- Foster positive feelings about sexuality.
- Assure them that they’re normal. Help them understand that it’s ‘normal’ for everyone to be different.
- Listen, be patient and be there for them.
- Keep your sense of humour!
The Right Words for the Right Age
Dr Martha Lee, Clinical Sexologist and Sexuality Educator, Eros Coaching, gives a lowdown of what you should tell your child at various ages.
Ages 0 to 2 years
- Children should not become ashamed of their body. If there is confusion, this can present later in life as body image issues or shame surrounding their sexuality.
- Use the correct names for body parts. Nicknames may imply that the body is something to be hidden or masked.
- Normalise self-touch. Recognise that self-exploration and curiosity of one’s genitals is normal and healthy.
Ages 3 to 6 years
- Your child will begin asking questions about his body. He or she will start to notice the differences between men and women, and will begin to verbalise that confusion and seek answers from you.
- If your child is exploring his or her body and genitals in public or at inappropriate times, explain that while it feels good to touch the penis or the vulva, they are private parts and this touching should only occur in private.
- Teach your children that their private parts are their own and that no one else should touch them, other than parents or caregivers who are helping to wash them or wipe them. Also, let them know that other people’s private parts are off-limits too.
- Instill the lessons of good and bad touch at this age. Good touching feels ‘normal’ and ‘okay’; bad touching is when they don’t want to be touched. Teach your child to say, “Don’t touch me that way” if someone ever touches them in a way that they don’t want to be touched, and to inform you or a teacher.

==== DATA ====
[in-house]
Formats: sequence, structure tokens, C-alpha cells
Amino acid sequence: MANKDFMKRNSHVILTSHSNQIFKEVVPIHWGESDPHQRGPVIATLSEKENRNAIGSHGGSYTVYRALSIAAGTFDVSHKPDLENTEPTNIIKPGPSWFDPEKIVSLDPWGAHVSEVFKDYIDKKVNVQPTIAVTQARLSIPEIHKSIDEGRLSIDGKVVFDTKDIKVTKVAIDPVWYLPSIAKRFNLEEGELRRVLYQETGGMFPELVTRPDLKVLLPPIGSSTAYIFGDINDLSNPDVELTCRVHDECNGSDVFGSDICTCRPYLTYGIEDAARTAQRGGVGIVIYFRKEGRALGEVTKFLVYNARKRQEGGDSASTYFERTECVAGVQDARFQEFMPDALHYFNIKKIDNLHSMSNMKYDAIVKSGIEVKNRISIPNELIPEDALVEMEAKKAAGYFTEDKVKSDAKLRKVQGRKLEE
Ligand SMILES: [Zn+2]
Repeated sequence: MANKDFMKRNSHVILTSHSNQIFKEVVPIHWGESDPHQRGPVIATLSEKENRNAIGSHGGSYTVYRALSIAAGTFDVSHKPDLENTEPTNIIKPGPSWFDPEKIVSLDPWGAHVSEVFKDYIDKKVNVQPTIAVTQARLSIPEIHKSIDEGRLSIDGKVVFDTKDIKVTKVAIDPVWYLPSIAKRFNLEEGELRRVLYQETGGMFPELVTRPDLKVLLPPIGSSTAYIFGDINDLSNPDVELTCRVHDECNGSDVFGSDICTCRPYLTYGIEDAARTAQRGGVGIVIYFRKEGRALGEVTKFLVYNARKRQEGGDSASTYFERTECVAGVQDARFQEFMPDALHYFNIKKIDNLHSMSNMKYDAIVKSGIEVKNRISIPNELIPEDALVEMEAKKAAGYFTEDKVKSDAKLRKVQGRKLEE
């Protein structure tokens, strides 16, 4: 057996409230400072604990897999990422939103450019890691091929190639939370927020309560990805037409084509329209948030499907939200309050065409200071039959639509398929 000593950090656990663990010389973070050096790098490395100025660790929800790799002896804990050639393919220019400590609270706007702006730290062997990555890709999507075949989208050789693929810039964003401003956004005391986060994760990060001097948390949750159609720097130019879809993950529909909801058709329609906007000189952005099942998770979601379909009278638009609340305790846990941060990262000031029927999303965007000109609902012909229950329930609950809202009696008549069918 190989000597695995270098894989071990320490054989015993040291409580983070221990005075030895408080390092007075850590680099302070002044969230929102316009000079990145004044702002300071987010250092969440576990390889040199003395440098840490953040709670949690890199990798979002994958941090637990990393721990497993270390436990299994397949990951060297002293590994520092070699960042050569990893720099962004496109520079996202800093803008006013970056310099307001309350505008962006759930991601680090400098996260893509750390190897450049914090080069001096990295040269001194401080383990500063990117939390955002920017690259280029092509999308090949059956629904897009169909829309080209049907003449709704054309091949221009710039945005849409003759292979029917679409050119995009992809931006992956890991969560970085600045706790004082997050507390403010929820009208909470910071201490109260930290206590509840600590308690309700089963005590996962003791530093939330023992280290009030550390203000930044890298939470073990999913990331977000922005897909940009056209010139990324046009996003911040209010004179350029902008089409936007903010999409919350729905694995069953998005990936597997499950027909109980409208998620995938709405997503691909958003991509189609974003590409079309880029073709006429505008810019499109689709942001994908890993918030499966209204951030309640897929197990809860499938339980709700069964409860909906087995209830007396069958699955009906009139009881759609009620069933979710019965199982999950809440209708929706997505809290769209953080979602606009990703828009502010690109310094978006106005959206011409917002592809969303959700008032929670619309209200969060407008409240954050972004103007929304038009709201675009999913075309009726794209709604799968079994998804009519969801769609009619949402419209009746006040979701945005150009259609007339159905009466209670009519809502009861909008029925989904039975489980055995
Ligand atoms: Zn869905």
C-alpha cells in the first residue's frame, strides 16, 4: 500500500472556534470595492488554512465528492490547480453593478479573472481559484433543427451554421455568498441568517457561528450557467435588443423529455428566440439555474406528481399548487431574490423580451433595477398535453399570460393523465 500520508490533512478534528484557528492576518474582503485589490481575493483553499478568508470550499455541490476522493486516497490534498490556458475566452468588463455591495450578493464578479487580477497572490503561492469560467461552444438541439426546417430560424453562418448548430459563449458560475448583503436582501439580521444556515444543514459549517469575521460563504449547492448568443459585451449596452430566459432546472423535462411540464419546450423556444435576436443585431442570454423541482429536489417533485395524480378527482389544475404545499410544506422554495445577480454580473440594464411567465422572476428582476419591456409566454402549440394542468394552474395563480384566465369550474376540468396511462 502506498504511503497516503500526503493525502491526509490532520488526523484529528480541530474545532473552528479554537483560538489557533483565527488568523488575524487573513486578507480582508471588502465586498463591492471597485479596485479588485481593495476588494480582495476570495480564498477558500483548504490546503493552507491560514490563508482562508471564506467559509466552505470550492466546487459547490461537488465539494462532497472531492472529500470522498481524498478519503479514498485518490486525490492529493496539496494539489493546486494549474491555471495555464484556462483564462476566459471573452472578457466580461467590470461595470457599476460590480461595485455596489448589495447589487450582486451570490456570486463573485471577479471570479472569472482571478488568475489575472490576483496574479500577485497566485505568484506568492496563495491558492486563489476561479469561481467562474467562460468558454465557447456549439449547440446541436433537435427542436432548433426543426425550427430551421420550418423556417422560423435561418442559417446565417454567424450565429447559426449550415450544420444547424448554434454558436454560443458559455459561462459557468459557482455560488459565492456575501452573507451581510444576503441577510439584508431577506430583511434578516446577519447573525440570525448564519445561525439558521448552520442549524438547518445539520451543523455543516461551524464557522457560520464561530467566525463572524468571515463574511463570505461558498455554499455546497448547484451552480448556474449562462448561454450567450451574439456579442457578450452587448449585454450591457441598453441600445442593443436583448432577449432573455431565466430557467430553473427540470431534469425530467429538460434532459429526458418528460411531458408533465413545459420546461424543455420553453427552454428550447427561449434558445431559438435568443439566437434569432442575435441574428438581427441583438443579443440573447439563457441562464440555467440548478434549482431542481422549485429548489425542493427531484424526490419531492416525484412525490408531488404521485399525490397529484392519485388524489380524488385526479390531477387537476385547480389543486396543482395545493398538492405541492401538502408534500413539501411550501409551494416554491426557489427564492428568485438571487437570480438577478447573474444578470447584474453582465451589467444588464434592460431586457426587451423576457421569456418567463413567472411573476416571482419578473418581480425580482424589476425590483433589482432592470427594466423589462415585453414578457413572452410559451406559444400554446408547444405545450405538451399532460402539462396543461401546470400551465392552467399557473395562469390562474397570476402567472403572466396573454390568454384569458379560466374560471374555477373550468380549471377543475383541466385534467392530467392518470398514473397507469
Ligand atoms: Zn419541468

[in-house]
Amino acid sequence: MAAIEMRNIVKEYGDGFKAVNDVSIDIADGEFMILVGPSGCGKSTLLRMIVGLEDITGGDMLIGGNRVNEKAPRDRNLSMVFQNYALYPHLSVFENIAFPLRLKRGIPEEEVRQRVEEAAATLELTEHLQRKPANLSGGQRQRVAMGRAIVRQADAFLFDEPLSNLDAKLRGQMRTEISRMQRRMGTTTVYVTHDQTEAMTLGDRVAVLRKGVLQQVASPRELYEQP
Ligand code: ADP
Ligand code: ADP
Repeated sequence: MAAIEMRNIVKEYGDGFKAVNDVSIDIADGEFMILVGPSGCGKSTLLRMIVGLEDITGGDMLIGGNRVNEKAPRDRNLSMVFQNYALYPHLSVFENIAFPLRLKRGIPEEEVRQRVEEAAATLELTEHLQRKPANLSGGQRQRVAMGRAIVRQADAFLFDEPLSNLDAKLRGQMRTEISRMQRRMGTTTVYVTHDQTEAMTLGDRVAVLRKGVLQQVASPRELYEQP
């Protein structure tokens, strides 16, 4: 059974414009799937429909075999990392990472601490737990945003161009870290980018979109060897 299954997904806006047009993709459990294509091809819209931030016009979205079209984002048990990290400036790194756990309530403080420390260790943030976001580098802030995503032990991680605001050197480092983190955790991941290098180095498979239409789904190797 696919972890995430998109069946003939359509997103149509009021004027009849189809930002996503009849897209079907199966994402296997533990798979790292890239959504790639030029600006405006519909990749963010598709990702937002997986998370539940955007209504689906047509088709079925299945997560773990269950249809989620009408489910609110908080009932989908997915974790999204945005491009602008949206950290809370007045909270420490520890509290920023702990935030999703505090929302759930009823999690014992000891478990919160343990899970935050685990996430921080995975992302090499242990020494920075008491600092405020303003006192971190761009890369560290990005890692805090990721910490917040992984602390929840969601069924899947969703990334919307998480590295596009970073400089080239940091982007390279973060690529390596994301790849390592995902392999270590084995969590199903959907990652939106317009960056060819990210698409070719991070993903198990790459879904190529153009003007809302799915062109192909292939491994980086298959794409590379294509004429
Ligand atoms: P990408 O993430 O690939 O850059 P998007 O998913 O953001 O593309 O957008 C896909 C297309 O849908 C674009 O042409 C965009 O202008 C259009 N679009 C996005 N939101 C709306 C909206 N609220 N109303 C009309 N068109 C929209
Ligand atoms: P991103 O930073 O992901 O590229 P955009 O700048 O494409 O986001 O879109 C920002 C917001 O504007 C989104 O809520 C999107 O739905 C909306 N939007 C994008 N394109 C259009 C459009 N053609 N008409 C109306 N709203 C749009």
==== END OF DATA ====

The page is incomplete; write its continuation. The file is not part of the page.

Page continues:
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Ages 7 to 9 years
- The child enters the phase of asking all questions related to, “Where do babies come from?” Rather than become overwhelmed by these questions, try answering questions using a matter of fact approach and in bite-size stages.
- Charts or picture books can be useful in explaining your way through the endless whats, hows and whys.
Ages 10 to 11 years
- Consider giving an anatomy lesson by using sexual anatomy drawings of girls and boys. You may talk about how semen is made, ovulation, menstruation, tampons or pads, and ‘wet dreams’.
- You should include the other physical changes that happen with adolescence, such as pubic hair growth, deepening voice, and the growth of breasts and penis.
- Normalise all of this and let them know that these changes happen at different times for everyone. Reassure them that they can come to you anytime with questions or concerns.
(See also: Precocious Puberty Explained)
Ages 12 to 14 years
- Your child is well into adolescence. It is very important to continue reinforcing the lessons you have taught them in the past. You may be giving the same information and answering the same questions numerous times but realise that the information is being processed differently each time.
- Be sure to cover birth control options including discussion, demonstration and condom negotiation.
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Ages 14 to 17 years
- Answer questions and concerns as fully and non-judgmentally as possible. Revisit the topics of safe sex, birth control and condom negotiation.
- Continue instilling the importance of behaving appropriately online and via mobile phones. Discuss current events and use the media for teachable moments.
- Lastly, remind them that sexual pleasure goes both ways.